From 05 July 1991 to 27 September 1991
Curated by Ida Gianelli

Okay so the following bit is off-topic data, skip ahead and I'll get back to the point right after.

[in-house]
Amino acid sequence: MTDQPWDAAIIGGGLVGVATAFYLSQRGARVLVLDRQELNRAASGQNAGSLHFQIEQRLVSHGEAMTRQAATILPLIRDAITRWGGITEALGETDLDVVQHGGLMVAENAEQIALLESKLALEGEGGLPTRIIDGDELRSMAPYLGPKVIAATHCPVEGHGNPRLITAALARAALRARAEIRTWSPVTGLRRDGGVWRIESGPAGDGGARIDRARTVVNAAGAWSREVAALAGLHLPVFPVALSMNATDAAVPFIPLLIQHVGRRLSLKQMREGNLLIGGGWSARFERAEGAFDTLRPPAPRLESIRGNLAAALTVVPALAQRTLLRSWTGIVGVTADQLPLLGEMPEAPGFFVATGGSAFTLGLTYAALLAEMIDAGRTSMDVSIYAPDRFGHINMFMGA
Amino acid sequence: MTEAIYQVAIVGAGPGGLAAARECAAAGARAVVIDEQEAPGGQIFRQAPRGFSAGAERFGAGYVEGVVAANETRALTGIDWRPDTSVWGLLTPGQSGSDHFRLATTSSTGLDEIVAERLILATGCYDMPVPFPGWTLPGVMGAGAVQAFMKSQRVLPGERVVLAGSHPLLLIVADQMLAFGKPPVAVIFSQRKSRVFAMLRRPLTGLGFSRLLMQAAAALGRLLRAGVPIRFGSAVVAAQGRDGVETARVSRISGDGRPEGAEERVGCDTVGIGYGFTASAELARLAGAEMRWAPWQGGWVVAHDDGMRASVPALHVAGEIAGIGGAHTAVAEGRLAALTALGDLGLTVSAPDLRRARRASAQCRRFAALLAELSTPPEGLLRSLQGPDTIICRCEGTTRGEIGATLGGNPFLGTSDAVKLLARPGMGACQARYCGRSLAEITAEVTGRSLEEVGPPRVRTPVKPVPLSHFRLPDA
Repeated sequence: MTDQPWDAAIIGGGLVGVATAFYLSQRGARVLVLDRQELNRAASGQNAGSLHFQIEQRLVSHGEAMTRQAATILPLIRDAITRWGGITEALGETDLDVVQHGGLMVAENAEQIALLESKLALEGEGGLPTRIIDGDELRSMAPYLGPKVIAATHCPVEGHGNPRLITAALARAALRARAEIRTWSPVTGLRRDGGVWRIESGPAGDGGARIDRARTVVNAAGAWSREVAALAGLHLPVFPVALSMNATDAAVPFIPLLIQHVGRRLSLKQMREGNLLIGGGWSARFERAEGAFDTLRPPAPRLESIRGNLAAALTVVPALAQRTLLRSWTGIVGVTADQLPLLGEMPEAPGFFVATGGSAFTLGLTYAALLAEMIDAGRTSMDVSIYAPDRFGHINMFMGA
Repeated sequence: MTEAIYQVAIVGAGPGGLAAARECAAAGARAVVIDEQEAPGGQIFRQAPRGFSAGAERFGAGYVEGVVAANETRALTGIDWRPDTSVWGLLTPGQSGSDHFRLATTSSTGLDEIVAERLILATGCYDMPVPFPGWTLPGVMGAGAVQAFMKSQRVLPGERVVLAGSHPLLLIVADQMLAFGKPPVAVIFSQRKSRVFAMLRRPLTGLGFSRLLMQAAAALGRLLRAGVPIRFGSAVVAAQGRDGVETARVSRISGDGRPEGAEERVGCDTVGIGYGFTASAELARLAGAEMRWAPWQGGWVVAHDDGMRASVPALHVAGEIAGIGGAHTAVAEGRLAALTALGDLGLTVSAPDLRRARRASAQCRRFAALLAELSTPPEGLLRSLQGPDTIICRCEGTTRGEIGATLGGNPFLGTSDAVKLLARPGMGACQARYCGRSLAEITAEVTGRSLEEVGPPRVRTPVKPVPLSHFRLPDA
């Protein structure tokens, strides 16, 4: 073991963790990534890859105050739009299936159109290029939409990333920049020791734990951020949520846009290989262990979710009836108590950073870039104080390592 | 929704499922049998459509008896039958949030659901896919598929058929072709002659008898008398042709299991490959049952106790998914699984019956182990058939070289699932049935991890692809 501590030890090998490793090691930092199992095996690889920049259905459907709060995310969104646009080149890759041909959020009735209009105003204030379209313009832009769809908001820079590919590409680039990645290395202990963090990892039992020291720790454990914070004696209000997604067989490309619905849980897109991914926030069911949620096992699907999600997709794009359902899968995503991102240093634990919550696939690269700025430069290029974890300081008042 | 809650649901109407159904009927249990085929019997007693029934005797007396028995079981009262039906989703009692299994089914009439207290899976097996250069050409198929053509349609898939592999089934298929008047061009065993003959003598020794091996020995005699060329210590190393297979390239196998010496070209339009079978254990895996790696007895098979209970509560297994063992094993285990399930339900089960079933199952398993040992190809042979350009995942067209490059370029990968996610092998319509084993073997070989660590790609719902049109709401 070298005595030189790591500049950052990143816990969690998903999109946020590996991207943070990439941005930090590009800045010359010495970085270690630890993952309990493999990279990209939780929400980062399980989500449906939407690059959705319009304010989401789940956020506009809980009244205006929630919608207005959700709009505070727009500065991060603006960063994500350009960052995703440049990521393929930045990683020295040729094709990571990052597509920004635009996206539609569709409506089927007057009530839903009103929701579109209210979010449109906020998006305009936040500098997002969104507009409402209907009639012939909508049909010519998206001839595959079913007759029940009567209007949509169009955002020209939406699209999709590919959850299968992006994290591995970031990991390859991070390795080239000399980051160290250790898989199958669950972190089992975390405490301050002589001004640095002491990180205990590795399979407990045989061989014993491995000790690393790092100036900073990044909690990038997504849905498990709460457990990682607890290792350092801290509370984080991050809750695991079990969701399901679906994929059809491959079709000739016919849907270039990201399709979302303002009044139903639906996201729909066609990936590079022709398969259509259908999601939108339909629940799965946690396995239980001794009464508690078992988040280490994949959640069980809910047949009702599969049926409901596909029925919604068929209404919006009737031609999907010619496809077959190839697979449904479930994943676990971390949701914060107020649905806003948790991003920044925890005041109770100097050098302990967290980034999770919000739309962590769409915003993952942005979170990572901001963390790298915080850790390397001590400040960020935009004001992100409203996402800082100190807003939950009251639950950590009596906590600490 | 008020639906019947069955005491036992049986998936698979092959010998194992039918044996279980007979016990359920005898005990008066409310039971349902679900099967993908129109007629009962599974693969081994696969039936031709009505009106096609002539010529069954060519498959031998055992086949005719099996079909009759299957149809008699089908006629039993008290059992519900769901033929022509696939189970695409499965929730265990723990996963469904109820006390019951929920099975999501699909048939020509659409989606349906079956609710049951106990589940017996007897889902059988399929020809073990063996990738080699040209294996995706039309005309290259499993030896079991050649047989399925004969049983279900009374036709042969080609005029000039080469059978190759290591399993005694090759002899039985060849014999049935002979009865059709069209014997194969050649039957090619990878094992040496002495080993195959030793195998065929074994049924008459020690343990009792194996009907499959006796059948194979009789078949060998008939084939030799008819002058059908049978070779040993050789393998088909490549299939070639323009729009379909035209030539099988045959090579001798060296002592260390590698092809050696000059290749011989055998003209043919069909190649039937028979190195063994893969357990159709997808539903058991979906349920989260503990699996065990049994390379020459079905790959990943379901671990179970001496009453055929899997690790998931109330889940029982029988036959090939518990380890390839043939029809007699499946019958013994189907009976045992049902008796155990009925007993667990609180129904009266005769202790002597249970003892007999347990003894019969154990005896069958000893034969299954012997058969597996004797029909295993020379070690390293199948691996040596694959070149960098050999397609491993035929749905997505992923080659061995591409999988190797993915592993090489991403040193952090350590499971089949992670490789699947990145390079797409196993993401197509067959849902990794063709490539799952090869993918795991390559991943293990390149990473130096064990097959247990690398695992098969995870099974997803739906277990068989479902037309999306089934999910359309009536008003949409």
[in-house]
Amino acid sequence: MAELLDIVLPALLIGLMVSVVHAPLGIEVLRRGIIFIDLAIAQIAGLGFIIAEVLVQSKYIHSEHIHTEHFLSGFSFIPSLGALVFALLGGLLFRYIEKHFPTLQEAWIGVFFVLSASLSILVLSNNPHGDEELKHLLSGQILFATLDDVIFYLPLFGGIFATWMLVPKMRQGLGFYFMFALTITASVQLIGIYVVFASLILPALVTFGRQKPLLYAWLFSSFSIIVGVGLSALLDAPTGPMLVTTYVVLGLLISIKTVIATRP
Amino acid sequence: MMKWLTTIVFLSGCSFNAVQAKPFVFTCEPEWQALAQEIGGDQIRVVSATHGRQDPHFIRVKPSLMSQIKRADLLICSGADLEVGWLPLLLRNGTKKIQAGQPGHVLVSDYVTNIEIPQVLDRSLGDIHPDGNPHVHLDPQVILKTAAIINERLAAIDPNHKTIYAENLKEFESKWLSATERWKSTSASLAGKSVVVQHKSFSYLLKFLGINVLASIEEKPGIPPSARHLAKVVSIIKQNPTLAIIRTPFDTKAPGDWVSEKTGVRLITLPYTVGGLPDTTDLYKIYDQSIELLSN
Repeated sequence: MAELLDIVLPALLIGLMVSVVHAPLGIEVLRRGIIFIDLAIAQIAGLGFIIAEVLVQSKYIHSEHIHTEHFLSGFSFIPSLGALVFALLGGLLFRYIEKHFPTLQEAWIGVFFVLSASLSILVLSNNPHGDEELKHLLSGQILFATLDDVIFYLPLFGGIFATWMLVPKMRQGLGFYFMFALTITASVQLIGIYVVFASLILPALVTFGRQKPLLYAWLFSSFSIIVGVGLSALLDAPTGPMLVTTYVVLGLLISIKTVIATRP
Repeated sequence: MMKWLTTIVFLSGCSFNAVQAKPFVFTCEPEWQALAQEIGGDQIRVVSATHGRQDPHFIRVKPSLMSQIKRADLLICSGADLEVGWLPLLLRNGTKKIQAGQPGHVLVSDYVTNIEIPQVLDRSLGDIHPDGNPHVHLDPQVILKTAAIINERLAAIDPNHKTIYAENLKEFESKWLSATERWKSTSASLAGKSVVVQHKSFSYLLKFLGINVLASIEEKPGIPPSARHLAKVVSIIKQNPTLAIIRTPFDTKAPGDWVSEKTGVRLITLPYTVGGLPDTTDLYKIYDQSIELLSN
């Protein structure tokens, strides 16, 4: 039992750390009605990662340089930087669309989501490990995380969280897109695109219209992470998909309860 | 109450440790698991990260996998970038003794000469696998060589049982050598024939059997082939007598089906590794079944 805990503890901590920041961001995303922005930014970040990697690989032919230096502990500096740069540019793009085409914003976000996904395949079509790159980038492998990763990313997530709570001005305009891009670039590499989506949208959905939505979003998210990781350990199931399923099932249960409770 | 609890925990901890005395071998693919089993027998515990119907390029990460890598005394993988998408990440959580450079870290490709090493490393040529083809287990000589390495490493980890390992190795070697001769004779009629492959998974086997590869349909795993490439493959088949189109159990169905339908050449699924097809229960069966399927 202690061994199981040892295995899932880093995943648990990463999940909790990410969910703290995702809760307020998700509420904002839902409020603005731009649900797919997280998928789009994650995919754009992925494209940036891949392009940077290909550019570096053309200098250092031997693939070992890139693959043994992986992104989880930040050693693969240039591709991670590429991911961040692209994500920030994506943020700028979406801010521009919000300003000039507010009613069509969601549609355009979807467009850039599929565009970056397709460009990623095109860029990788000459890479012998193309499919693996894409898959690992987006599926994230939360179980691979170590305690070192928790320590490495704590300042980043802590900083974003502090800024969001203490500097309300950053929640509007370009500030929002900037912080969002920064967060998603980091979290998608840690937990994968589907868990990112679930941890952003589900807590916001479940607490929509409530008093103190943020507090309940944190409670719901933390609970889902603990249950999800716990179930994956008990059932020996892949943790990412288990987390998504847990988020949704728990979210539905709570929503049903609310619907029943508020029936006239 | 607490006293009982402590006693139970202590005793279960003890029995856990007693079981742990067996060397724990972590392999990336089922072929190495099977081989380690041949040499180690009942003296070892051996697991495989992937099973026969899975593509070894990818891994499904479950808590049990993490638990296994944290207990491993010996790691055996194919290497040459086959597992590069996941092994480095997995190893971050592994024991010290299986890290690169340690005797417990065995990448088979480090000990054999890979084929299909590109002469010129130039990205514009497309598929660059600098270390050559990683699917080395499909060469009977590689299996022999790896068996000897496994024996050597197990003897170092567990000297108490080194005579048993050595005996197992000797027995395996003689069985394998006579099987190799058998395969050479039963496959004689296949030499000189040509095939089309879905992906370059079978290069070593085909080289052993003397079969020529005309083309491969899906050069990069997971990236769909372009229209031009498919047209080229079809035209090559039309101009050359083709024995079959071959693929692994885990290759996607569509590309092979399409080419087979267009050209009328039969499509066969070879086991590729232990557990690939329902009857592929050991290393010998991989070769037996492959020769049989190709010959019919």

During the 1960s photography burst onto the art scene thanks to artists such as Rauschenberg and Warhol. Initially used as an auxiliary tool of artistic production, it subsequently became a pure mode of representation of reality, until the boundaries were finally dissolved altogether in the 1970s and 1980s. For the latest generation of contemporary artists, photography is a mode of visual representation which, rather than being based on the subjective emotions or expressive participation of the artist, records details of objective reality itself, leading to a crystallisation – or petrification – of the image that can be defined as “medusa-like”. This exhibition brought together works by some of the leading artists working in the photographic medium. Jeff Wall, Andres Serrano, Thomas Struth and Thomas Ruff use an impersonal, non-expressive photographic technique to explore the ideas of detachment and distance, focusing on individual identity and cultural diversity and distilling the dynamics of our society through the “perfection” of the photographic medium. The images of Andreas Gursky, Jean-Marc Bustamante, Günther Förg, Clegg & Guttmann and Fischli/Weiss can also be discussed in terms of “petrification”: here, the gap between the objectivity of the image reproduced and the infinite possibilities of the external world that is represented becomes an indicator of distress and suffering. By contrast, Laurie Simmons prefers to investigate the literary aspects of images and their capacity for story-telling, providing us with information on human behaviour through caricature-like dolls and puppets.